hope the parishioners will bear this in mind and rally

around in large numbers to make it a success. — (W.H.)



May we appeal through the pages of this Magazine

to all its readers for help and assistance on the matter

of hospitality during the above Convention period. At

that time in Portadown there will be gathered about

300 C.E. delegates from all parts of Ireland. For these

housing accommodation has to be found, particulars

of which are as follows.

Saturday, 17th September—Supper.

Sunday, 18th September—All meals.

Monday, 19th September—Breakfast and Supper.

Tuesday, 20th September—Breakfast.

It is to be understood that sleeping accommodation

is included. Offers of hospitality will be gratefully

welcomed by the Hospitality Convener, Mr. W. J.

Green, " Mirok," Portadown, or the Convention

Secretary, Mr. Wm. Hutchinson, 27, Railway Street,



This annual Service will be held on Sunday, June

26th, at 11.30 a.m., and it is hoped that the members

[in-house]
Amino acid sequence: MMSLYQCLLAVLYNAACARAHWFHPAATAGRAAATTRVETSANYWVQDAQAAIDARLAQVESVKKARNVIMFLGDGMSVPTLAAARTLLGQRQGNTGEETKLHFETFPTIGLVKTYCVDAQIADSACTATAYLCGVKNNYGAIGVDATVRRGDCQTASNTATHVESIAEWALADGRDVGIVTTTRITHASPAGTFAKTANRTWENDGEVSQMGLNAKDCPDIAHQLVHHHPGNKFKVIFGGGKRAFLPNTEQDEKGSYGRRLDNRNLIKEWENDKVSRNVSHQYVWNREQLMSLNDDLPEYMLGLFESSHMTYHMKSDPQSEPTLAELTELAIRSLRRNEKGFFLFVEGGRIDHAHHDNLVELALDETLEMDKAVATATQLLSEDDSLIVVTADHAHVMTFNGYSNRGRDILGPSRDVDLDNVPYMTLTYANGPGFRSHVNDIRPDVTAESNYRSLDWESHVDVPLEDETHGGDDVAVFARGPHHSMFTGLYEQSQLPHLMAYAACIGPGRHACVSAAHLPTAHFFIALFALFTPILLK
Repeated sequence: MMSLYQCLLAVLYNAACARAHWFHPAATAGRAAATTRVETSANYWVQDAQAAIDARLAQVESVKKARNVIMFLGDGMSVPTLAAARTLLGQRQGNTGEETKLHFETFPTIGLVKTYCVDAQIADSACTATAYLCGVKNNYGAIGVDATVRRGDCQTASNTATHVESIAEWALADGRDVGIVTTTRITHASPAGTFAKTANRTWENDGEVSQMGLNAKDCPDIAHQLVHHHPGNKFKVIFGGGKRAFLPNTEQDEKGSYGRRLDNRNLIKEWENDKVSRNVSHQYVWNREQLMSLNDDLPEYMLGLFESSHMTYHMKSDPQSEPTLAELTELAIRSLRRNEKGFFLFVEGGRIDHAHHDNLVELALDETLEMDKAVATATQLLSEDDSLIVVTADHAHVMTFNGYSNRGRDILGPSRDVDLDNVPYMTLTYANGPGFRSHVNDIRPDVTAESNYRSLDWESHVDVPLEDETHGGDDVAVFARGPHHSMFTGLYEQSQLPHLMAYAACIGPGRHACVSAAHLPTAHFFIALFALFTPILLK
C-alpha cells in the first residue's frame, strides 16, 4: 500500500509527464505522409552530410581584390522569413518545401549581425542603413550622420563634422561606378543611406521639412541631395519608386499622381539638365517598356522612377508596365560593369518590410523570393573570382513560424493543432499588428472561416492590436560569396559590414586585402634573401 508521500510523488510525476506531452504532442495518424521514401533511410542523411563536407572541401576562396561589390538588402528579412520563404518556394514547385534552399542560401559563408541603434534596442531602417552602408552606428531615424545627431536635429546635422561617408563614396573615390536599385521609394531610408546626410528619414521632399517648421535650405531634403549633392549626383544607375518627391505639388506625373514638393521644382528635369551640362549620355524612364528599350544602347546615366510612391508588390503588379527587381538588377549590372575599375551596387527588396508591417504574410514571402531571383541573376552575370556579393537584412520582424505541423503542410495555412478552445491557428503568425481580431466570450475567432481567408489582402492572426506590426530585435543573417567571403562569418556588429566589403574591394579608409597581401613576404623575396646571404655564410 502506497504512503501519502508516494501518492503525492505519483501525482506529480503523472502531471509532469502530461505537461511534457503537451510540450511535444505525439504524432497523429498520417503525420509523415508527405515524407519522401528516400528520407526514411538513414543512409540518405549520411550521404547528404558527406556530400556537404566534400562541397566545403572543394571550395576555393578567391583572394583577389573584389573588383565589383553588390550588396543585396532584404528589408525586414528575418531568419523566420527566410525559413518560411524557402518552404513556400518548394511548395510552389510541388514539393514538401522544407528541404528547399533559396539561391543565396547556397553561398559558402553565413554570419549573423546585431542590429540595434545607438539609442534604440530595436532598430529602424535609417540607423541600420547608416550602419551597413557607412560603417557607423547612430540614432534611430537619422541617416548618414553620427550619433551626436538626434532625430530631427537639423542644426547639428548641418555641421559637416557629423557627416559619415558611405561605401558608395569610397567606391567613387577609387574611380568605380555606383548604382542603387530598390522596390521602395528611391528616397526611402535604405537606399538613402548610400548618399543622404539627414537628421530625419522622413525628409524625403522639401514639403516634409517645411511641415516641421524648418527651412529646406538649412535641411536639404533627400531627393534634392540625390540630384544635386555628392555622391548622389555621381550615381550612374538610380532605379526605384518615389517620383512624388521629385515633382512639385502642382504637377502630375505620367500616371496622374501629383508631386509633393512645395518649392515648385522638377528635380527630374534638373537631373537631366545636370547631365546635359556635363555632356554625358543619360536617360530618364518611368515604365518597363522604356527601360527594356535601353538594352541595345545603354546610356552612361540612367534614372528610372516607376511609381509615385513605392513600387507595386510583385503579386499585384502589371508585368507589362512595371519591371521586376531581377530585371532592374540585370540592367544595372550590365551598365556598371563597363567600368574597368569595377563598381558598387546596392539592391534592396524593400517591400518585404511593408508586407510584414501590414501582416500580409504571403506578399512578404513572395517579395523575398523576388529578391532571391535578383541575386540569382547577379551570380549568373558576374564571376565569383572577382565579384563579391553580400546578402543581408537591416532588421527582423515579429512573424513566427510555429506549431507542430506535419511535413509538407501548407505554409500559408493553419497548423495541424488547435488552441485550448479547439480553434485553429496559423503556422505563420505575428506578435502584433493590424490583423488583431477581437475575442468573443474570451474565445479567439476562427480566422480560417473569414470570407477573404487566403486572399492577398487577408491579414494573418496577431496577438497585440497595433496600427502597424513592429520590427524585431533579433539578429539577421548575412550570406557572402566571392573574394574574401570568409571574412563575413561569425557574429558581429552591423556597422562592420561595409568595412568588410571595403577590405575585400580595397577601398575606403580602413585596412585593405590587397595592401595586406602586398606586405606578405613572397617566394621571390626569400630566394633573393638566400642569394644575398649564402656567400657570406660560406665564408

of the local branch of the British Legion will parade.

The collection will be in aid of the Earl Haig Poppy

Day Fund for disabled ex-servicemen.

The preacher will be the Very Rev. R. C. H. G. Elliott,

M.A., Dean of Down.





To Proceeds from Shamrock Tea £15 9 6

Cash in hands from 1937 0 15 11

£16 14 11


By Morning Prizes £3 6 5

Afternoon Prizes 5 2 9

Invitation Cards and Roll Book 0 5 6

Catering for children 2 12 0

Gas 0 1 0

Tea and Sugar 0 10 0

Hire of Hall 0 10 0

Balance 4 7 3

£16 14 11


The next meeting will be on Tuesday, June 14th, in

Seagoe School at 7.30 p.m. The speaker will be Miss

M. Hunter. The following is the result of the Missionary

boxes given out at a meeting last year, for the Educational

and Medical Auxiliary of the C. of I. Jews' Society, and £l